If you look closely at this picture you will see that 8 out of 26 letters are completely worn off. I purchased this Gateway laptop in July of 2008. I also purchased an extended warranty from Office Depot to cover hardware defects and malfunctions for 3 years.
Seems to me the keys are hardware. And not being able to read the letters on a keyboard that is less than 2 years old could be considered a materials defect. I have owned many PC’s over 24 years and never had this problem. So I called Office Depot Extended Warranty Support anticipating getting their help.
They asked me if when I pressed each key it worked. I said yes. And then they politely informed me that lettering rubbing off is not a hardware issue, at least not in their interpretation. Furthermore, they could not help me get the parts. I was on my own. I called the store where I bought it. They agreed with me but said there was nothing they could do. I tried calling Gateway, but as soon as they determined my computer was over a year old I reached an abrupt dead end. Their website redirected me to a reseller. Needless to say tracking down and ordering what I needed took time. I was annoyed. The money is not the issue – $5.99 a key is merely irritating. For me the real failure is a breakdown in our agreement. I called for help I thought I paid for and didn’t get it.
Who is right? Me of course…in my own mind anyway!
They can give me all the logic in the world to justify their interpretation of hardware defect and malfunction as it applies to keyboards. I don’t agree, but that is certainly their choice to make. In the process it seems they have lost sight of one very important thing: our relationship. This is my second Gateway laptop and I shop at Office Depot weekly.
Gateway and Microsoft have also done their share of pointing fingers at each other when it comes to problems with this particular PC. They are both very right about what is not their responsibility. My dissatisfaction has been building so while my keyboard problem may seem trivial to some, for me it is my “last straw”.
You could say we are both being right here. And it seems to me we both lose. My choice when it is time for a new computer is now clear: I will buy a Mac. It will cost me more and I will have to go through the pain of changing something I have not wanted to change. The companies involved may have lost a customer forever.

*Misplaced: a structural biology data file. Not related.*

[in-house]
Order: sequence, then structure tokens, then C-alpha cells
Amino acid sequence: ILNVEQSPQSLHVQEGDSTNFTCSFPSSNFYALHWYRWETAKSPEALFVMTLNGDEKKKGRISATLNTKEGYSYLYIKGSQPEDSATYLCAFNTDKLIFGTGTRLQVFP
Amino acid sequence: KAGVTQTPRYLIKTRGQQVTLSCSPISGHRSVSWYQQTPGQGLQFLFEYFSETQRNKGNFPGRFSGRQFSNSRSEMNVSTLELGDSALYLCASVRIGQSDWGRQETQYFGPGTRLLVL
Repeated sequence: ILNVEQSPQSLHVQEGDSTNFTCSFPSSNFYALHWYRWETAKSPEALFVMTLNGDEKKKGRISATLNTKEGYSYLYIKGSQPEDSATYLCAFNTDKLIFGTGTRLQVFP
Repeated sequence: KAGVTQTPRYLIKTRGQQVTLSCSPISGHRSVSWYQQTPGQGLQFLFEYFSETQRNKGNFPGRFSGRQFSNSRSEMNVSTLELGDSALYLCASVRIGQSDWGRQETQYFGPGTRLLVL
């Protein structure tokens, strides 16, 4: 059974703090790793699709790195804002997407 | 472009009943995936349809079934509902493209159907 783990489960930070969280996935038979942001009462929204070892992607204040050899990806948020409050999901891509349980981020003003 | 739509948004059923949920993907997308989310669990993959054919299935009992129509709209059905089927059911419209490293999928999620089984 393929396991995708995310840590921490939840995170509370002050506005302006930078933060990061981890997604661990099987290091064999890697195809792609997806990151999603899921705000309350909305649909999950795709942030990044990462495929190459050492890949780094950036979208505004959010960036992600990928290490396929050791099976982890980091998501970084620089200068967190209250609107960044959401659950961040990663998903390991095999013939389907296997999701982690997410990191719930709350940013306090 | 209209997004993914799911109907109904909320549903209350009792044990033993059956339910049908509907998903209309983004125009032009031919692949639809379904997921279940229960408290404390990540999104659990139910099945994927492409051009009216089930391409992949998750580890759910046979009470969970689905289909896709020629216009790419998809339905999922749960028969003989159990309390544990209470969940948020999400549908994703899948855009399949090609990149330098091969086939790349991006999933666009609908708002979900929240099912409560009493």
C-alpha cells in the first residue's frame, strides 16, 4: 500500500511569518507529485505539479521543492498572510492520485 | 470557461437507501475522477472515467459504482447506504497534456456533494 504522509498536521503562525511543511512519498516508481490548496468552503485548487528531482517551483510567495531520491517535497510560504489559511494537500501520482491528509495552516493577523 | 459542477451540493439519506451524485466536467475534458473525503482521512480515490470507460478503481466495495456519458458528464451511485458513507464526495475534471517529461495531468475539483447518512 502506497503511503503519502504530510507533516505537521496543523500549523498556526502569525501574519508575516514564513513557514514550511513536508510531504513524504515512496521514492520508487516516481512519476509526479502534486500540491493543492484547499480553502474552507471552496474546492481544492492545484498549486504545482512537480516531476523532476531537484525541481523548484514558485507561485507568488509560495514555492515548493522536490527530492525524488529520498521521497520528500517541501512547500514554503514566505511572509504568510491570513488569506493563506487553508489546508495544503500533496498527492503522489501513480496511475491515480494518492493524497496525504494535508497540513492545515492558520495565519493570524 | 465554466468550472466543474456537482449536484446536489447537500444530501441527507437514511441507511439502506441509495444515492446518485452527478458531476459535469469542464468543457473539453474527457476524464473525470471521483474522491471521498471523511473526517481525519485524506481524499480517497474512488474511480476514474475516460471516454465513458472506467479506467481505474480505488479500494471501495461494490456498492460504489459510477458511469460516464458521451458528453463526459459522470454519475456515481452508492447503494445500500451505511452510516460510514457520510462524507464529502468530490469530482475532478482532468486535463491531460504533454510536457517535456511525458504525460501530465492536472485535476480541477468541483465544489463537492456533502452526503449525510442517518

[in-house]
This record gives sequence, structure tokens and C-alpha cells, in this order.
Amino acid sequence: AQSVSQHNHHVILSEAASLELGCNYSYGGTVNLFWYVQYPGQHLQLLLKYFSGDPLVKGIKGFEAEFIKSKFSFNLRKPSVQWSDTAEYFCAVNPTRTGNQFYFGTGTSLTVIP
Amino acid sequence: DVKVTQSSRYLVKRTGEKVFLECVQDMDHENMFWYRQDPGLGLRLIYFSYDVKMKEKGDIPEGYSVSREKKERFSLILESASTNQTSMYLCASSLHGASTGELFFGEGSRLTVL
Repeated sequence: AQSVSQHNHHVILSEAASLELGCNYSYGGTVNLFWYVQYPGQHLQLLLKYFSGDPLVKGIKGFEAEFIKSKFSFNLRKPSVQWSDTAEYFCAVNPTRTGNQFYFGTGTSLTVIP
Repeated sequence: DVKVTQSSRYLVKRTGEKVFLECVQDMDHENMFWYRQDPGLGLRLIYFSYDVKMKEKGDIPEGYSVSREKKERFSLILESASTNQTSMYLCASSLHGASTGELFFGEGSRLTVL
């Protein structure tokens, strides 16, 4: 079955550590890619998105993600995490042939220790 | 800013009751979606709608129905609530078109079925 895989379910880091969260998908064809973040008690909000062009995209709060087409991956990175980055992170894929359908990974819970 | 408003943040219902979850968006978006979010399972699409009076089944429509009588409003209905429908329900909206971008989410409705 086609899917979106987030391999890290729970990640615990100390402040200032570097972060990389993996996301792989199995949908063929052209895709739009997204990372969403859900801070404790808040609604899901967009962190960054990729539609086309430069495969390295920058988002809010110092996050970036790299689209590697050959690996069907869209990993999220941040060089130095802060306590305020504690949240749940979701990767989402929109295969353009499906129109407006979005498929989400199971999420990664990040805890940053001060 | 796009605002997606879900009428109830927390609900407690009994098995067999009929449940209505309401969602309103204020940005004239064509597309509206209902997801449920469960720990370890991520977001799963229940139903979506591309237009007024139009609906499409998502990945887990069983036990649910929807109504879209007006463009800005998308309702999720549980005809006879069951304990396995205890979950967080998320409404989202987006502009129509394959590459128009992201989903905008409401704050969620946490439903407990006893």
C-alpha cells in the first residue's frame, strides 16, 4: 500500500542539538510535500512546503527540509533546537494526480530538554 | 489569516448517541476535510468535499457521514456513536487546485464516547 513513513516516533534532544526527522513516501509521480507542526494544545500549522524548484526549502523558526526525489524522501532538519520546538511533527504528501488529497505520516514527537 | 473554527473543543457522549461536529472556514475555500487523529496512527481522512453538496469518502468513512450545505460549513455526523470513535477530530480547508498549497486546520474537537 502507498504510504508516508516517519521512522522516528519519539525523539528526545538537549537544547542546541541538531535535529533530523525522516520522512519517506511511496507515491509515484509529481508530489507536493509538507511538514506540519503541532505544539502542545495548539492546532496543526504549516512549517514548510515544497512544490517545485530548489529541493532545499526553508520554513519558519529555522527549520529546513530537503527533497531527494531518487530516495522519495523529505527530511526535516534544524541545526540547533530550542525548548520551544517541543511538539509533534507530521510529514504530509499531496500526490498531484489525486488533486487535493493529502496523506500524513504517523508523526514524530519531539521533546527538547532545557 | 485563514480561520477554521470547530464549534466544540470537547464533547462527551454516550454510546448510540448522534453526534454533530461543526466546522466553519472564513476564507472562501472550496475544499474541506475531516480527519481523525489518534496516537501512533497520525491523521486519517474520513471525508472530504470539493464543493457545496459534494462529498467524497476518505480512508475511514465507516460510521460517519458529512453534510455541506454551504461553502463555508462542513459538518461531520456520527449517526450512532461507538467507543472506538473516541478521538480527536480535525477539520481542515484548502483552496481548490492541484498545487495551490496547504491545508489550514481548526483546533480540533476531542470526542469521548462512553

What does this have to do with leadership?
Everything we do and say has some element of interpretation involved. When things break down we can easily get caught in the minutia trying to prove our interpretations as “the truth”. We can create all kinds of rules to protect ourselves and our companies from being taken advantage of. We can rant and rave about just how wrong “they” are. But at what cost?
I am not a fan of the philosophy “the customer is always right” either. Far too often that philosophy results in relationships that are neither satisfying nor sustainable. I respect the need for everyone to develop and use their power of interpretation to set boundaries that serve their needs and commitments even if I don’t like it or agree with it. I have been told no many times and been perfectly fine with it.
It’s all about relationship.
When we are focused on our relationships we can much more easily easily see the moments when we get to choose: will we stick to our guns and justify how right we are OR will we be willing to step out of our point of view to see the other side so we can perhaps find a mutually satisfying outcome.
We don’t even have to give up our point of view to be able to listen to, comprehend and consider another completely different perspective. Worst case we learn something. And being truly listened too is a gift in and of itself. Yet still, being right can be very compelling. Don’t we just love hearing the words “you were right”?
But beware: being right can quickly devolve into righteousness. And righteousness makes us vulnerable, especially as a leader. Why? Because the moment we become righteous we stop listening. And when we can’t hear we miss things – important things.
What can make matters worse is that it can be hard to observe our own righteousness. Being right feels good. It feels, well, “right”. Then there are all those people who will jump on the bandwagon and reinforce just how right we are.
Don’t be fooled. Agreement does not equate to proving something is true. It may validate us. It may be useful in justifying our actions. But it is a poor substitute for listening to support critical thinking and mindful action.
In the end “Who is right?” is more often than not an irrelevant question. When being right becomes the prize chances are we have a blind spot. Unless we remain mindful of our goals and intentions we may never realize just how much that blind spot is costing us.
What do you think? Does righteousness make a leader vulnerable in your opinion? What do you think could be the cost of righteousness to a leader?
I’ll give one answer to the question of what could be the cost to start the ball rolling… Just as I felt powerless when trying to stand up to these big companies about my problems with their products, the people we lead may also feel powerless to address the problems that affect their effectiveness.
I look forward to hearing what you have to say!